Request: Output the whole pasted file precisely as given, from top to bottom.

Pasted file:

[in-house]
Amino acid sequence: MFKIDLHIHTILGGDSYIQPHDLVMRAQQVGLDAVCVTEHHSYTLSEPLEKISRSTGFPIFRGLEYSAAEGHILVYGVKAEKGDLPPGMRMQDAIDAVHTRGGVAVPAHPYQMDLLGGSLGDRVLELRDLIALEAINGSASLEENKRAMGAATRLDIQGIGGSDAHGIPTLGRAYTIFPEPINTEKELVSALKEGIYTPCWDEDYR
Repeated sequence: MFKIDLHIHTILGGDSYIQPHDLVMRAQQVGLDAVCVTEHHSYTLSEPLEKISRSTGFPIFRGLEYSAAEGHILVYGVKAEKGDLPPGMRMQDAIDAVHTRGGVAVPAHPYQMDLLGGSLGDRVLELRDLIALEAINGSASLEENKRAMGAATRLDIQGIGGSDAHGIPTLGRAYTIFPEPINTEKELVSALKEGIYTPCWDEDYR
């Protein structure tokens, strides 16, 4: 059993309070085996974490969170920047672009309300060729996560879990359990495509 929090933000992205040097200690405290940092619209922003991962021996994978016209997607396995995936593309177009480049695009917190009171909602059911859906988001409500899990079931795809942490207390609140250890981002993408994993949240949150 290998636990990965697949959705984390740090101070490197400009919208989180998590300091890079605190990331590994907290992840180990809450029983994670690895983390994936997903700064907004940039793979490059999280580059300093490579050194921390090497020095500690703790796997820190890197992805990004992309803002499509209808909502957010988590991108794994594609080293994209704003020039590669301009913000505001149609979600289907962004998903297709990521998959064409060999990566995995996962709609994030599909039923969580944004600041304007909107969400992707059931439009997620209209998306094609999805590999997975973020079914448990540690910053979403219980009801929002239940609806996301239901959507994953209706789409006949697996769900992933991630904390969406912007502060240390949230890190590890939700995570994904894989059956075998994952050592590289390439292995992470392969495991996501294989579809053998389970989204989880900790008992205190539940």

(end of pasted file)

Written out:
[in-house]
Amino acid sequence: MFKIDLHIHTILGGDSYIQPHDLVMRAQQVGLDAVCVTEHHSYTLSEPLEKISRSTGFPIFRGLEYSAAEGHILVYGVKAEKGDLPPGMRMQDAIDAVHTRGGVAVPAHPYQMDLLGGSLGDRVLELRDLIALEAINGSASLEENKRAMGAATRLDIQGIGGSDAHGIPTLGRAYTIFPEPINTEKELVSALKEGIYTPCWDEDYR
Repeated sequence: MFKIDLHIHTILGGDSYIQPHDLVMRAQQVGLDAVCVTEHHSYTLSEPLEKISRSTGFPIFRGLEYSAAEGHILVYGVKAEKGDLPPGMRMQDAIDAVHTRGGVAVPAHPYQMDLLGGSLGDRVLELRDLIALEAINGSASLEENKRAMGAATRLDIQGIGGSDAHGIPTLGRAYTIFPEPINTEKELVSALKEGIYTPCWDEDYR
């Protein structure tokens, strides 16, 4: 059993309070085996974490969170920047672009309300060729996560879990359990495509 929090933000992205040097200690405290940092619209922003991962021996994978016209997607396995995936593309177009480049695009917190009171909602059911859906988001409500899990079931795809942490207390609140250890981002993408994993949240949150 290998636990990965697949959705984390740090101070490197400009919208989180998590300091890079605190990331590994907290992840180990809450029983994670690895983390994936997903700064907004940039793979490059999280580059300093490579050194921390090497020095500690703790796997820190890197992805990004992309803002499509209808909502957010988590991108794994594609080293994209704003020039590669301009913000505001149609979600289907962004998903297709990521998959064409060999990566995995996962709609994030599909039923969580944004600041304007909107969400992707059931439009997620209209998306094609999805590999997975973020079914448990540690910053979403219980009801929002239940609806996301239901959507994953209706789409006949697996769900992933991630904390969406912007502060240390949230890190590890939700995570994904894989059956075998994952050592590289390439292995992470392969495991996501294989579809053998389970989204989880900790008992205190539940």